- 1A chain or manacle used to restrain a prisoner, typically placed around the ankles: he lay bound with fetters of ironMore example sentences
- Now a short chain led from my ankle fetters to an iron staple hammered into the floor.
- He also announced a crackdown on bonded labor and said his government will ban indiscriminate use of fetters in prisons and while producing prisoners in courts.
- Discipline was maintained by a free application of whips, fetters, stocks, manacles, chains and the kongo, an iron collar with a long beam.
- 1.1A restraint or check on someone’s freedom to act: the fetters of conventionMore example sentences
- They should be freed from the political fetters and given full freedom to act impartially.
- It could make a person, an artist even, that hypothetical cipher of freedom from drab social fetters, wonder if she has been doing what she wanted all along.
- There might be times when the tactics infringe individual freedoms such as the freedom to travel without fetter or freedoms of speech.
verb[with object] Back to top
- 1Restrain with chains or manacles, typically around the ankles: (as adjective fettered) a ragged and fettered prisonerMore example sentences
- He has been, your Honour, conveyed back to the same strict custody, manacled and fettered.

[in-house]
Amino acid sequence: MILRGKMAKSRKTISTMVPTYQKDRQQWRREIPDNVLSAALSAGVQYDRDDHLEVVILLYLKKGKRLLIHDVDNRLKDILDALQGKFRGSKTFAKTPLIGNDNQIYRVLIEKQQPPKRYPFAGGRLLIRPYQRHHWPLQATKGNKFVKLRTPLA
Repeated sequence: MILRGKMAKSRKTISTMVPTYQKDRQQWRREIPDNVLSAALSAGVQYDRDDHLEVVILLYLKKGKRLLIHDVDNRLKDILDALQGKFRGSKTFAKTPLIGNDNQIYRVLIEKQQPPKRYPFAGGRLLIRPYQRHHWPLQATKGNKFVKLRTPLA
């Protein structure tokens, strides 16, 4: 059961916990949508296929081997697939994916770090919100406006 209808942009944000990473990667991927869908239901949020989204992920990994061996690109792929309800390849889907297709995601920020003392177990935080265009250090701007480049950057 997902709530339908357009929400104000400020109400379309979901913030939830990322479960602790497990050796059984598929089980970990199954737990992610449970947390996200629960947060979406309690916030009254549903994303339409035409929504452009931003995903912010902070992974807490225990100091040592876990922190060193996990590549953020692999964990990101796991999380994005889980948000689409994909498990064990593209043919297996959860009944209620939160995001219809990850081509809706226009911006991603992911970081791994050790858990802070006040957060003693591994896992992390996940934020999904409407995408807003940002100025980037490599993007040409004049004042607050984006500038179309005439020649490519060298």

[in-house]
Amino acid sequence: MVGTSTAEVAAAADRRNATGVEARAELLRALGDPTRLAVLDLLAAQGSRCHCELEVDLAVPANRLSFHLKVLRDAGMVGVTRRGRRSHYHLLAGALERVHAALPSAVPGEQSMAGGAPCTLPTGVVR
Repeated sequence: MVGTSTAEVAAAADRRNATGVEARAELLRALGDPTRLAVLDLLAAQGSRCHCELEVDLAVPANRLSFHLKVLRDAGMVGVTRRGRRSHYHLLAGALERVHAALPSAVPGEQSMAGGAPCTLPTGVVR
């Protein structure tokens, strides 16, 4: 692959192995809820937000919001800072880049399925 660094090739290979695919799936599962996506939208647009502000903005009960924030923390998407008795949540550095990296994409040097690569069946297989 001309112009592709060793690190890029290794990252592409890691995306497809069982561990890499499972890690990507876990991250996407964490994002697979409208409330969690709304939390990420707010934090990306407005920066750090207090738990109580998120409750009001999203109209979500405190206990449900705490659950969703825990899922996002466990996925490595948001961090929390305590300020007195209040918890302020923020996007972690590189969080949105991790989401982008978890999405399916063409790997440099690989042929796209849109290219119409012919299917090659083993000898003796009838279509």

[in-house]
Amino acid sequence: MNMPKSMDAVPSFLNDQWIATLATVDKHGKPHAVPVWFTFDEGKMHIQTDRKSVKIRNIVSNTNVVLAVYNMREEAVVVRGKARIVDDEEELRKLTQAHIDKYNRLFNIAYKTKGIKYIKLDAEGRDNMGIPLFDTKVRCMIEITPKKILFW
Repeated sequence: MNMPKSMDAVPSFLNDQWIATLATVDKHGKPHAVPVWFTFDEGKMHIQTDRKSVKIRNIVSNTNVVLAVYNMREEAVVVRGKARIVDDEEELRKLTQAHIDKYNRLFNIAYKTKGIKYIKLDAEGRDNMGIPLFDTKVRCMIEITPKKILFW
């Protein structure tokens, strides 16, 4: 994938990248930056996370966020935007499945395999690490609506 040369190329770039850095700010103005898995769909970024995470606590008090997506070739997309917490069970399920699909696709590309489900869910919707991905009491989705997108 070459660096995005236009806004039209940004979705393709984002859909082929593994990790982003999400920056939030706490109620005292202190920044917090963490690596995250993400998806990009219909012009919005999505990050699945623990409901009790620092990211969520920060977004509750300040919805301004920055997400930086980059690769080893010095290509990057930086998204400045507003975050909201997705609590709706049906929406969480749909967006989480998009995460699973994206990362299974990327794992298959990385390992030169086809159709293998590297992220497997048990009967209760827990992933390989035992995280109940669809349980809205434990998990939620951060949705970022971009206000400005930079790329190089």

- She followed obediently, moving in ridiculously small steps because her ankles were fettered to her waist.
- Although unshackled from the 15 kg iron chains that fettered them for three years, they are yet to come to terms with their freedom.
- 1.1Confine or restrict (someone): he was not fettered by traditionMore example sentences
- Yes, it means having a nationality, and more often than not, a religion, and so on; all of these things which really fetter us I think.
- If the freed slave was not fettered by this social contract (self-disciplined productive laborer and consumer), she was criminal.
- Just a little woozy… sane enough, but of course, to spit out the entire chemistry of the substance that fettered us with its silken strands.
Old English feter, of Germanic origin; related to Dutch veter 'a lace', from an Indo-European root shared by foot.